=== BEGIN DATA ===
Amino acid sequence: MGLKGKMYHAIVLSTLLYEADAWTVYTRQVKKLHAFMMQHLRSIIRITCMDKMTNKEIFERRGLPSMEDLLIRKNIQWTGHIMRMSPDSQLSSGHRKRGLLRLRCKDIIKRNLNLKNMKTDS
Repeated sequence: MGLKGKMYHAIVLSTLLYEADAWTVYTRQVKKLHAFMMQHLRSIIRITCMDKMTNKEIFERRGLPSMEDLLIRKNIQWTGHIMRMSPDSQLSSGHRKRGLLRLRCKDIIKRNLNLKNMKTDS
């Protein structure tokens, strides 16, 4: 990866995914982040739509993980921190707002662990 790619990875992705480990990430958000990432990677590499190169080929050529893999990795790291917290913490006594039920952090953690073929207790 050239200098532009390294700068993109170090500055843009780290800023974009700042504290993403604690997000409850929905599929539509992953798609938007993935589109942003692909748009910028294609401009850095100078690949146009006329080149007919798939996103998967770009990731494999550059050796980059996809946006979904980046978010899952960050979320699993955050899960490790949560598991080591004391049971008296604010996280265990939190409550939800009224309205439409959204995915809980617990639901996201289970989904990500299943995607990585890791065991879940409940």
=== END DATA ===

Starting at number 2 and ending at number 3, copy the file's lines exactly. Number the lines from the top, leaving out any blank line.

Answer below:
Repeated sequence: MGLKGKMYHAIVLSTLLYEADAWTVYTRQVKKLHAFMMQHLRSIIRITCMDKMTNKEIFERRGLPSMEDLLIRKNIQWTGHIMRMSPDSQLSSGHRKRGLLRLRCKDIIKRNLNLKNMKTDS
């Protein structure tokens, strides 16, 4: 990866995914982040739509993980921190707002662990 790619990875992705480990990430958000990432990677590499190169080929050529893999990795790291917290913490006594039920952090953690073929207790 050239200098532009390294700068993109170090500055843009780290800023974009700042504290993403604690997000409850929905599929539509992953798609938007993935589109942003692909748009910028294609401009850095100078690949146009006329080149007919798939996103998967770009990731494999550059050796980059996809946006979904980046978010899952960050979320699993955050899960490790949560598991080591004391049971008296604010996280265990939190409550939800009224309205439409959204995915809980617990639901996201289970989904990500299943995607990585890791065991879940409940």